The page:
Red flag symptoms - Haematuria

Dr Suneeta Kochhar explores the red flag symptoms that may indicate a serious cause of haematuria.

Red flag symptoms

  • Red flag symptomsVisible haematuria without urinary tract infection in patients aged 45 and over
  • Visible haematuria that persists or recurs after successful treatment of urinary tract infection
  • Non-visible haematuria and either dysuria OR raised white cell count on a blood test, in patients aged 60 and over
  • Abdominal mass clinically or on imaging

Urgent referral

Macroscopic or visible haematuria (VH) may be obvious, or the urine may look like cola in acute glomerulonephritis.

It is worth considering rarer causes of red/pink urine, such as myoglobinuria, beeturia and discoloration secondary to drugs such as rifampicin.

Microscopic or non-visible haematuria (NVH) may be detected on urinary dipstick. A reading of 1+ or more is considered significant. Trace haematuria is considered negative.

Persistent haematuria may be defined by having two out of three dipsticks positive for blood. Assessment and further investigation may be necessary to rule out malignancy or underlying renal pathology.

History and examination

NVH can be symptomatic and may present with lower urinary tract symptoms. Urinary frequency, urgency, dysuria and hesitancy, as well as abdominal/pelvic pain, may be elicited in the history.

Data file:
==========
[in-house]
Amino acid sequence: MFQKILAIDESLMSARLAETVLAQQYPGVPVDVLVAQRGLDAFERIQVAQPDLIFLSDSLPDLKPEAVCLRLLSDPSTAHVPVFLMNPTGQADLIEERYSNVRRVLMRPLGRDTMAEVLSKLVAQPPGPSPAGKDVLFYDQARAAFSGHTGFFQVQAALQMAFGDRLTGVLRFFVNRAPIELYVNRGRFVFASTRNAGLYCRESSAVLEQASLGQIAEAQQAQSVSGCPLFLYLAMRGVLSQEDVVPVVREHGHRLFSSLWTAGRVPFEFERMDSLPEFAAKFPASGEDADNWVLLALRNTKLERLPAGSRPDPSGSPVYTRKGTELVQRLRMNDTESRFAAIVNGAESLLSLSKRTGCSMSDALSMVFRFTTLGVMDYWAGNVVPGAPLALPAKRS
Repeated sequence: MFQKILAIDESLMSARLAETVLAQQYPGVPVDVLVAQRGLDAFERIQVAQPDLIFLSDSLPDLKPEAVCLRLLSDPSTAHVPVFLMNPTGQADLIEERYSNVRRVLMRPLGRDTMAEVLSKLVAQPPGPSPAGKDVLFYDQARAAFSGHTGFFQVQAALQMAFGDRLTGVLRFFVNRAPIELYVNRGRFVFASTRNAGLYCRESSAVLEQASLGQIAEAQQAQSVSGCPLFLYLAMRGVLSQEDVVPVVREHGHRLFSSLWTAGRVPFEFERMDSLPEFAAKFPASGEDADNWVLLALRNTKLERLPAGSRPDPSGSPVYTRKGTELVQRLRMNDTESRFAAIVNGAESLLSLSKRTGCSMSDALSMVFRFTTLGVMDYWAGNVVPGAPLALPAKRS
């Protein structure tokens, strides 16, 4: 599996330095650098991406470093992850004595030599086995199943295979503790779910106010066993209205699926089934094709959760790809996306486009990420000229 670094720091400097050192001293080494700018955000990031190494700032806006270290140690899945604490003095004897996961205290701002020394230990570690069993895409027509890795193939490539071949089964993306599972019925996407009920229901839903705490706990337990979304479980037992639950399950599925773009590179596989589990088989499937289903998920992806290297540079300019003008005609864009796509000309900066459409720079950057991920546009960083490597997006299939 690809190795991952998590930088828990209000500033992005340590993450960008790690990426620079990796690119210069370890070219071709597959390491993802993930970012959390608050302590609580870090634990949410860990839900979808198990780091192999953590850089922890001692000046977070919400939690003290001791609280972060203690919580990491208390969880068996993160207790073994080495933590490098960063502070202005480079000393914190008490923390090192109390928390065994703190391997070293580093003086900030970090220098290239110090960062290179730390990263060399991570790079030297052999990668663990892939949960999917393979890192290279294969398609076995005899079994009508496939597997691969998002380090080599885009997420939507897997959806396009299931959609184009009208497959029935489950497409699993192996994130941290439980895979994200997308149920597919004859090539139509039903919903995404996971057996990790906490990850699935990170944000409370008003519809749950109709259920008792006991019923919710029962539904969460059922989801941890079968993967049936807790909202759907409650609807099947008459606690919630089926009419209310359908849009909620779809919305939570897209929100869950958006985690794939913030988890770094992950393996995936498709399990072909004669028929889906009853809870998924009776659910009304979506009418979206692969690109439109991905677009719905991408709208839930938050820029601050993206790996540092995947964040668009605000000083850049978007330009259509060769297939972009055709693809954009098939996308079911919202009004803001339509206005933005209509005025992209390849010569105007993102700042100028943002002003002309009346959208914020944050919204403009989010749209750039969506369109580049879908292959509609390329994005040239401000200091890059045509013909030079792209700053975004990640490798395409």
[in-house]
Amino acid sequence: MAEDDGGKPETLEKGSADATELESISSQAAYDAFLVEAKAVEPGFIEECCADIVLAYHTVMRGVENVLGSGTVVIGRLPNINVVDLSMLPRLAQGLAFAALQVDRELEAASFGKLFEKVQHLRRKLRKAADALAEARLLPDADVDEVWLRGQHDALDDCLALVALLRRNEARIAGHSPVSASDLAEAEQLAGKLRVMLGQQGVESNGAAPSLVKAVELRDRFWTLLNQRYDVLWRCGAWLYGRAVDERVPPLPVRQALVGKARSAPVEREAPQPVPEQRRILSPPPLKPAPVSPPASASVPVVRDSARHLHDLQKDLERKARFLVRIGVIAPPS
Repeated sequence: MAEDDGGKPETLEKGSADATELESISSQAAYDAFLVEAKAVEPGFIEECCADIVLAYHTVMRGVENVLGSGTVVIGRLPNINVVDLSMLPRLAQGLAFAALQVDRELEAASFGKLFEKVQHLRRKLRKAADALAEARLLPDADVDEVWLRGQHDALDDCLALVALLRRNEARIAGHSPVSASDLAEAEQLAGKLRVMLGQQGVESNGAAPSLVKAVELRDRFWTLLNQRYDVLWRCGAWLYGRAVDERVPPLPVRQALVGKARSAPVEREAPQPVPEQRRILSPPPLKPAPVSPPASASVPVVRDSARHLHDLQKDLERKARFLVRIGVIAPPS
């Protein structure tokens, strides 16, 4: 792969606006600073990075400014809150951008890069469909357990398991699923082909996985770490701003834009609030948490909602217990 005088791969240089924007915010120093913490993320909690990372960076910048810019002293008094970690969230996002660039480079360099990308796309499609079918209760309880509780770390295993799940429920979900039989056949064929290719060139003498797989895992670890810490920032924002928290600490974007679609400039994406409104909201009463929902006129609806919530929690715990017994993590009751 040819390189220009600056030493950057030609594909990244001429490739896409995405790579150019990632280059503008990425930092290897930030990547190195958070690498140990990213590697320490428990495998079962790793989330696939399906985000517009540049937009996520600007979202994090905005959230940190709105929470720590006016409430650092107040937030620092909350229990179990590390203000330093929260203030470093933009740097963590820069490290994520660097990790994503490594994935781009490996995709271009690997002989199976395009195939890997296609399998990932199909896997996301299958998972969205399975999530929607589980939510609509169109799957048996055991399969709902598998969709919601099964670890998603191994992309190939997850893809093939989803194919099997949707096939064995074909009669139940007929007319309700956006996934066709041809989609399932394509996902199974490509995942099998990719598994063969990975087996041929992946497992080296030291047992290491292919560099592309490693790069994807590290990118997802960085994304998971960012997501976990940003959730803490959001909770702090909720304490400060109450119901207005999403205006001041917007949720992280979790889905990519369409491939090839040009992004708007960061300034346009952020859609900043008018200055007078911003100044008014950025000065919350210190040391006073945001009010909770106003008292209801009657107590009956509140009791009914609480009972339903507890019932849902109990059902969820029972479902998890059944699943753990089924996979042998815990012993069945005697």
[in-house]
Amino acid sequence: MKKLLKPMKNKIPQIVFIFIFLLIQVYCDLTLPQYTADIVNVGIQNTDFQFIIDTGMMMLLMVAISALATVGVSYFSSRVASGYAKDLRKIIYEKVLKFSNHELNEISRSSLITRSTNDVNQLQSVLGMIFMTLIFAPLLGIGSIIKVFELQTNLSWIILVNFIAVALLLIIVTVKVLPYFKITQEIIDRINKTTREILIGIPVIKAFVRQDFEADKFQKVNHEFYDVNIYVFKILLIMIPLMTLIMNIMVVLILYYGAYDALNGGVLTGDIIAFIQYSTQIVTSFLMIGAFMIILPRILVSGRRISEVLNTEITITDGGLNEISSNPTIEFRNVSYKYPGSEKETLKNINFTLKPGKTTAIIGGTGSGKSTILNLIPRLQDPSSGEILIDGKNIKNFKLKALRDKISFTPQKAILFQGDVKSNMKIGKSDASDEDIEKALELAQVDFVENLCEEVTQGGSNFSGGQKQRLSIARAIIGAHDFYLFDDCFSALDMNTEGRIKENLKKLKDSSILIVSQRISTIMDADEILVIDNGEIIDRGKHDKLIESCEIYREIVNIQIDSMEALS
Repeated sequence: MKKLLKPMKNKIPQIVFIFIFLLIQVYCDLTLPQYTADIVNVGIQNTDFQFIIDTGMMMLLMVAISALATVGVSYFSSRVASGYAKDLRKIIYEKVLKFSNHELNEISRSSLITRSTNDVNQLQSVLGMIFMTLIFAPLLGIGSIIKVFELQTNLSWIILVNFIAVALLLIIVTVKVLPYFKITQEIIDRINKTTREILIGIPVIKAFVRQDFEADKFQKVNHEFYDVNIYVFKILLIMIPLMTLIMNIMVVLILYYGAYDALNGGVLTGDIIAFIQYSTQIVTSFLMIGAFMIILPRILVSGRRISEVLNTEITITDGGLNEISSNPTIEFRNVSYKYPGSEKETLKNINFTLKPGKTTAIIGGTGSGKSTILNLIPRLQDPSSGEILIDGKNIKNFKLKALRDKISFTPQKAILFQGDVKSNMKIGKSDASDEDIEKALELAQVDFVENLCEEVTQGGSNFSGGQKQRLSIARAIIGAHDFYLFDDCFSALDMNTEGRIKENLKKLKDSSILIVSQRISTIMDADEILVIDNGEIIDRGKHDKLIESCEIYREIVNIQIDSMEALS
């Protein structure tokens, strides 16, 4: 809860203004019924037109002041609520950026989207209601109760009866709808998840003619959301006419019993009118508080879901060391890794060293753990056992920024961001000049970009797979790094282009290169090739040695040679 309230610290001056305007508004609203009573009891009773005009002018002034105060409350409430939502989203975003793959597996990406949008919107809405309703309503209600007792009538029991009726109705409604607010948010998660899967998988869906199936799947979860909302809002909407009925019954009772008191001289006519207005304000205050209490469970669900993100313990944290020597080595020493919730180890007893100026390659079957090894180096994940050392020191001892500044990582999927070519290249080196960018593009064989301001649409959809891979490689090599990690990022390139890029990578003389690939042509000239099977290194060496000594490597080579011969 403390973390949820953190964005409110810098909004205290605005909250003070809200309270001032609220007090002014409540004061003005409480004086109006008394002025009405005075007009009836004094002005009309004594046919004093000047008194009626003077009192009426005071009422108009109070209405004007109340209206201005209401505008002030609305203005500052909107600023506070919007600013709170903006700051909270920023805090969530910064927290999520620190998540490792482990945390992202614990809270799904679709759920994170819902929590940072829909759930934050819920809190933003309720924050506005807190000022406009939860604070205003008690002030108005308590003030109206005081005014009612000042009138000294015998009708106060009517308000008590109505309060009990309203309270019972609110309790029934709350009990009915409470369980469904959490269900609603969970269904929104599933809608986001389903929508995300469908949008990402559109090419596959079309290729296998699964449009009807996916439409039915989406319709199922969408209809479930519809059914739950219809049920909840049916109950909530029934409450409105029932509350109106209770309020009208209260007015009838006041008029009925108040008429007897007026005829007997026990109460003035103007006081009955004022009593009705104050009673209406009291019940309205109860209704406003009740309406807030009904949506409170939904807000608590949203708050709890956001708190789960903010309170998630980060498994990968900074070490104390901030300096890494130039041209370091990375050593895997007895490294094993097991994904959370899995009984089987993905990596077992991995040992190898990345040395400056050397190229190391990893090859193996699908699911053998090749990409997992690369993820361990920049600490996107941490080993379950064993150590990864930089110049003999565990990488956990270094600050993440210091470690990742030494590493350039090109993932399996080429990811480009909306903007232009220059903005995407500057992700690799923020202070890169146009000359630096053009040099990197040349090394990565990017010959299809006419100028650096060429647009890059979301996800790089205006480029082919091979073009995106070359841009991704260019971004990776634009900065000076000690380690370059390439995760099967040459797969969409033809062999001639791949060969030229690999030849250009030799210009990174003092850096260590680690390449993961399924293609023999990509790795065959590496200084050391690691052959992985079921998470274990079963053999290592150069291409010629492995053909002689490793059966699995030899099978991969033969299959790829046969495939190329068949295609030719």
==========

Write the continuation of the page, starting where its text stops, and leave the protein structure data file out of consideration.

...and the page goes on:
Systemic enquiry may include rashes and joint pains. Travel history and occupation may be relevant.

Haematuria may often occur in the presence of a UTI; it is recommended to repeat dipstick testing after treatment to ensure it was transient. Menstruation and exercise-induced haematuria are other transient causes.

It is important not to attribute haematuria to anticoagulant therapy, because these medications are not causative.

Physical examination should include BP and abdominal check.

Possible causes

  • Infection: UTI, prostatitis, schistosomiasis
  • Malignancy: renal carcinoma, Wilms' tumour, bladder carcinoma
  • Trauma
  • Inflammation: glomerulonephritis, Henoch-Schonlein purpura, IgA nephropathy
  • Structural: calculi, polycystic renal disease
  • Genital bleeding

Investigations

UTI should be excluded. U&Es may be necessary and protein:creatinine ratio or albumin:creatinine ratio should be measured. PSA testing should be considered in men presenting with visible haematuria.

If there is evidence of a decline in eGFR or there is already evidence of stage 4/5 chronic kidney disease, and a urological cause of haematuria has been excluded, a renal opinion is recommended.

In hypertensive patients aged under 40 years, significant proteinuria, haematuria and VH in the presence of intercurrent infection may necessitate a renal referral. Patients aged under 50 years with microscopic haematuria with proteinuria or raised serum creatinine should be referred to a renal physician; otherwise, a non-urgent referral to urology should be made.